[March 30, 2016] Roughly every two weeks I do a book review here at theLeaderMaker.com. Why? Because reading is such a vital part of leadership. Nearly every book I read on leadership tells me about lessons I already know about in some different way. But what most tell me about the positive side of leadership although learning is often best from the mistakes of others. I personally learned how not to be a bad leader mostly from bad leaders. The book today is about that issue. Good reading!
The Five Dysfunctions of a Team: A Leadership Fable, Patrick Lencioni, 2002.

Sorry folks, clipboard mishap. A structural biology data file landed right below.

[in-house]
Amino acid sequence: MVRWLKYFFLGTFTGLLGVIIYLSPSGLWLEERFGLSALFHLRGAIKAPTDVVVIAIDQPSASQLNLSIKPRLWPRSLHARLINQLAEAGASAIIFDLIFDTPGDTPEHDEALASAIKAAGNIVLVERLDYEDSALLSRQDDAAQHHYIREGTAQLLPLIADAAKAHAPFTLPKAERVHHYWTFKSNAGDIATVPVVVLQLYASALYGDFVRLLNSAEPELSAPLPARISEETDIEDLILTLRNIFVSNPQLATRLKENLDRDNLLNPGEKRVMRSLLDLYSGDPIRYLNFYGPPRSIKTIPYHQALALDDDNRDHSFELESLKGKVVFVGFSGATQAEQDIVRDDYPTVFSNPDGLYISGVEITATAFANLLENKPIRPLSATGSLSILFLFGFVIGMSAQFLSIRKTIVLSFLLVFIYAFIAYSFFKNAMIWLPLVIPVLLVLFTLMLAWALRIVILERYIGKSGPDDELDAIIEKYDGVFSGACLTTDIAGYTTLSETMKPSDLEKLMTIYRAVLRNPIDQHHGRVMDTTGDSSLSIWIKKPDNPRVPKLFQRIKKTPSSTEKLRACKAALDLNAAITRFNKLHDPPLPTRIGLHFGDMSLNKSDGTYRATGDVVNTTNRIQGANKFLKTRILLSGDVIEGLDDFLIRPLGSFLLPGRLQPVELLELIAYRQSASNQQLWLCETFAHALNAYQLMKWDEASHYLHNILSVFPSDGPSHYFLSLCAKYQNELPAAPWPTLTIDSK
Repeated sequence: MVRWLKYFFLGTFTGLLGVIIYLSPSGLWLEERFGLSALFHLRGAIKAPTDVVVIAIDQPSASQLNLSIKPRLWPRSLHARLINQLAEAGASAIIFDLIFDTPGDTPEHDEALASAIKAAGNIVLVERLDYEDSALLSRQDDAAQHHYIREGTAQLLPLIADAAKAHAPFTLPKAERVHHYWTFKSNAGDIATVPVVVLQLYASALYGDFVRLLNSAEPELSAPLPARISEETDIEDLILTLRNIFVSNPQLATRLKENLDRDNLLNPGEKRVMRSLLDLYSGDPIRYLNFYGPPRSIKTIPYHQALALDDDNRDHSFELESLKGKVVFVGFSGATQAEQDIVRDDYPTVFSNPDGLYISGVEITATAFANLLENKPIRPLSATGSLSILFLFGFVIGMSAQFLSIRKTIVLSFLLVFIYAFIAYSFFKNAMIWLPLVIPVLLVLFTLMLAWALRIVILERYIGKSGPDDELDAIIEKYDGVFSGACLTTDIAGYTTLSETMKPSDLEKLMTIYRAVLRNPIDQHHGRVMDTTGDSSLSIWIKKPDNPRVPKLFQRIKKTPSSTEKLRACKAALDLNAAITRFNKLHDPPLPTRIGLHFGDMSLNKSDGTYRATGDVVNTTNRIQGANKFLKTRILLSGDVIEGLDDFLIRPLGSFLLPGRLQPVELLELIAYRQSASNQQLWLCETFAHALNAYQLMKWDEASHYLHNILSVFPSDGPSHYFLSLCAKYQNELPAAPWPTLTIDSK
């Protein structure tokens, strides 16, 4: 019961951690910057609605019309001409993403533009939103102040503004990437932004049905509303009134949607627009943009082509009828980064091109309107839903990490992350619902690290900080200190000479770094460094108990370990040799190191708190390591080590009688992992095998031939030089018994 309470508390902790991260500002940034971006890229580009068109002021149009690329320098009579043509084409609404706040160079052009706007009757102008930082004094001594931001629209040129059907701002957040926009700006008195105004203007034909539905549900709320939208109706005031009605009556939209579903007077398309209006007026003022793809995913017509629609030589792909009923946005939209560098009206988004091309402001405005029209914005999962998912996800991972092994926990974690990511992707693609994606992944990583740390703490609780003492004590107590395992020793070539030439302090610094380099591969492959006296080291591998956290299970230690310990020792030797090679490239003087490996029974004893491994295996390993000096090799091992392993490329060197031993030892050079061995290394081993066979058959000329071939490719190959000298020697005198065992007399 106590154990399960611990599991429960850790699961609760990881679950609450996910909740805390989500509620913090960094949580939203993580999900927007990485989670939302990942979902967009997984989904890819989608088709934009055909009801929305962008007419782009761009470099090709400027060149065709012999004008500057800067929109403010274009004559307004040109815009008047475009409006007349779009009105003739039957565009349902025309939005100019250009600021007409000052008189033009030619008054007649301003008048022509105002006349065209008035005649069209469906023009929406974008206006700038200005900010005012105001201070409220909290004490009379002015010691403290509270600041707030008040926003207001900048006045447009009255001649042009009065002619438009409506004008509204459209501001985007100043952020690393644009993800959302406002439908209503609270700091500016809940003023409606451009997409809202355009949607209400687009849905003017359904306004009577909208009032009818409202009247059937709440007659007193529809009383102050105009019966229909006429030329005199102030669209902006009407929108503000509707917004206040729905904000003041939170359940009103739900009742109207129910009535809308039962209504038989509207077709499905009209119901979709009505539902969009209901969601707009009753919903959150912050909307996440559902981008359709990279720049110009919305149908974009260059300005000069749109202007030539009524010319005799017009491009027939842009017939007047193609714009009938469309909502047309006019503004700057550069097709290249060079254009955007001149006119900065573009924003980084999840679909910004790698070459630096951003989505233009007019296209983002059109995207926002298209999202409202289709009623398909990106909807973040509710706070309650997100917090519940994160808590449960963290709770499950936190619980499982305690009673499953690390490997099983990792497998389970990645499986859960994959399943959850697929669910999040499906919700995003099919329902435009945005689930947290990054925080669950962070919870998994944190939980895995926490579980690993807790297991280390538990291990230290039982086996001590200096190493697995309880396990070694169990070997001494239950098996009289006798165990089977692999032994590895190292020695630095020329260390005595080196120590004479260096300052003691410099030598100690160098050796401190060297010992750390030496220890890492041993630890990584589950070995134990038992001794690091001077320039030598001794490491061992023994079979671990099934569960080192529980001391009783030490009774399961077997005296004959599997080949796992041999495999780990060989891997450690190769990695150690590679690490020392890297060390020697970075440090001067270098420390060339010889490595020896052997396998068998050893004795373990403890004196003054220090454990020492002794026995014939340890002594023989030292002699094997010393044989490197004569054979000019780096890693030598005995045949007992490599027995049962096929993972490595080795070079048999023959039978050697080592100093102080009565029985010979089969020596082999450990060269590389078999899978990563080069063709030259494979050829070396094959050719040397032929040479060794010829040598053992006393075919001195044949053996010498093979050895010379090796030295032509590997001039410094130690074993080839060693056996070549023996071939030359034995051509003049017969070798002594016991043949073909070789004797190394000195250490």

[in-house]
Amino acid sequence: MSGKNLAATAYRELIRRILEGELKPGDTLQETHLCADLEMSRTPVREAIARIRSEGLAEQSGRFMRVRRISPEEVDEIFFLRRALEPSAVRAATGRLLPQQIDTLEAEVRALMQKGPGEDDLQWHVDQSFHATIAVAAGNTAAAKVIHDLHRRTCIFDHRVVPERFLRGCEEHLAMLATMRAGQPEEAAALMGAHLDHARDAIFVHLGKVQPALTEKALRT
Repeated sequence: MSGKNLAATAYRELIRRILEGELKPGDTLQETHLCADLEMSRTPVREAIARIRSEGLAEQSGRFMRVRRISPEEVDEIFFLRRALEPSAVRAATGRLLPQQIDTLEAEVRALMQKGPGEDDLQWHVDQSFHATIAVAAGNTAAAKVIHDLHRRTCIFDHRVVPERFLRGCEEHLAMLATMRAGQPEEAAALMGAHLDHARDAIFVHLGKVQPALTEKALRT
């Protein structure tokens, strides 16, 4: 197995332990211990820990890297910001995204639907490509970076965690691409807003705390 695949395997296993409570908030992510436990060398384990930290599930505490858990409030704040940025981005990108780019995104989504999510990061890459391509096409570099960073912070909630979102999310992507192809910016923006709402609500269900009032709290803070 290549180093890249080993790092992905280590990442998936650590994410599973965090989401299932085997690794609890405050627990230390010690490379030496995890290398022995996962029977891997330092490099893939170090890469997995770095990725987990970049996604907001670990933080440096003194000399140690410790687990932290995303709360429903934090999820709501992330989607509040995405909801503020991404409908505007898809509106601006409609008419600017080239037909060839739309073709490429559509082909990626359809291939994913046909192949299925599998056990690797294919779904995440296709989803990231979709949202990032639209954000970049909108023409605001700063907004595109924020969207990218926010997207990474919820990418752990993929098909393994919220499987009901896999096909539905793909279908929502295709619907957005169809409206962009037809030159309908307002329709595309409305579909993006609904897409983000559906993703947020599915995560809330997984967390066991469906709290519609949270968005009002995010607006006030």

Lencioni’s book tackles leadership in the form of a story (or fable) about a hypothetical Silicon Valley firm in trouble and how its new CEO helps bring the company back from failure. The author’s focus is on teamwork and how the CEO was able to reestablish the essentials in it. He does this through his model of the five dysfunctions of a team and thus the title of the book. Those dysfunctions are: absence of trust, fear of conflict, lack of commitment, avoidance of accountability, and inattention to results. Overcoming these dysfunctions is, of course, the key to success and Lencioni again succeeds in showing us how to do it. Everyone works in a team environment in some way, whether as a CEO or as the newest and most junior member. This books helps reinforce important ideas about leadership and is an easy read for anyone interested in how to help themselves and their workplace. Patrick Lencioni has written several other books on how leaders can improve their organizations. Highly recommended.
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